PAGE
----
Land cover and land use maps provide the single most important basis for characterizing the ecological state and biophysical properties of the Earth’s land areas. Because such maps synthesize a rich array of information related to both the ecological condition of land areas and their exploitation by humans, they are widely used for model-based investigations that require information related to land surface biophysical properties (e.g., terrestrial carbon models, water balance models, weather and climate models, etc.), and are core inputs to models used by natural resource scientists and land managers. As the Earth’s global population has grown over the last several decades, rates of land cover change have increased dramatically, with enormous impacts on ecosystem services (e.g., biodiversity, water supply, carbon sequestration/emissions, loss and expansion of agricultural land, etc.). Hence, accurate information related to changes in land use and land cover is essential for both managing natural resources and for understanding the ecological, biophysical, and resource footprint of society.
To address the need for high-quality long-term records of land cover and land cover change, the data set being developed uses a long time series of Landsat imagery to create a global record of annual land cover and land cover change. Specifically, the Global Land Cover Estimation (GLanCE) data record covers all land areas outside of Antarctica, includes the period from 2001-2019 at annual time steps, and is generated at 30 m spatial resolution. The science data sets (SDSs) included in the GLanCE data record provide annual information related to land cover, land cover change, and associated dynamics in surface ecological conditions. The core mapping algorithm used in this project is the Continuous Change Detection and Classification (CCDC) algorithm. CCDC assumes that noise is ephemeral, that land cover change is persistent, and uses all available Landsat observations to map land cover and identify the timing of land cover change at each pixel.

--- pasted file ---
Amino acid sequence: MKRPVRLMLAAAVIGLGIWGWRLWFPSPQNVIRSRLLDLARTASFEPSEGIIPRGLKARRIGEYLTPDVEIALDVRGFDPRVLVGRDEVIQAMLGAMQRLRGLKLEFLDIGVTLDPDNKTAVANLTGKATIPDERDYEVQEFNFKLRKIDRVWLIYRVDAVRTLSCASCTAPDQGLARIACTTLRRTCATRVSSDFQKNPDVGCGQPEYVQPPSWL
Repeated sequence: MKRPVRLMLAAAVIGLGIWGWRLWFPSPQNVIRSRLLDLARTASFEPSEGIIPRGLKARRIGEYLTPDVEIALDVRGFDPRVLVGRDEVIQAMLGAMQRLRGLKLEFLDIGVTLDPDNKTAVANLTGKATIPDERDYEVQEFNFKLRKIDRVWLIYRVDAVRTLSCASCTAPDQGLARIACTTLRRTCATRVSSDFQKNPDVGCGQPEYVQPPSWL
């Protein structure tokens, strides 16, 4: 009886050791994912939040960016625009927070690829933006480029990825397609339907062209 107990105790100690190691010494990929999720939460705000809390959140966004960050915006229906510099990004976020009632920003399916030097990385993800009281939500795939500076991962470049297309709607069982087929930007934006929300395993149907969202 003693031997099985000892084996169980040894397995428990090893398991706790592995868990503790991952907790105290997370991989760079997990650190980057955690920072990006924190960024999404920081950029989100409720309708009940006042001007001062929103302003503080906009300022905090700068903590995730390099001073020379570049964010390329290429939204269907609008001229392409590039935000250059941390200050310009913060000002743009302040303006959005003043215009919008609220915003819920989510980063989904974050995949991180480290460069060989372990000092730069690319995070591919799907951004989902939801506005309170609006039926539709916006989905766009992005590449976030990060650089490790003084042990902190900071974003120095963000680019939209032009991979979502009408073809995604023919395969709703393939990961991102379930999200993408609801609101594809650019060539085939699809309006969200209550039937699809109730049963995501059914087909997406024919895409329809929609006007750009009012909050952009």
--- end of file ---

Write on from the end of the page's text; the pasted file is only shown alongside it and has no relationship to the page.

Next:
The GlanCE product includes 10 Science Data Sets (SDSs), all of which are described and defined in detail in Section 2. Broadly speaking, the GLAnCE SDSs are designed to characterize three broad landscape attributes:
- Land Cover and Land Cover Change. Four SDSs provide information related to: (1) the land cover class; (2) the estimated quality associated with the land cover class1; (3) the previous land cover class for those pixels where change occured; and (4) the approximate day of year (DOY) of change.
- Magnitude, Seasonality, and Changes in Greenness. Four SDSs are included that characterize annual greenness at each pixel via the Enhanced Vegetation Index (EVI2; Huete et al., 2002): (1) median; (2) amplitude; (3) rate of change (if present); and (4) magnitude of change in EVI2 median for those pixels where change occurred.
- Leaf Type and Phenology. Two SDSs are included that indicate the inferred leaf type and phenology for pixels classified as tree cover.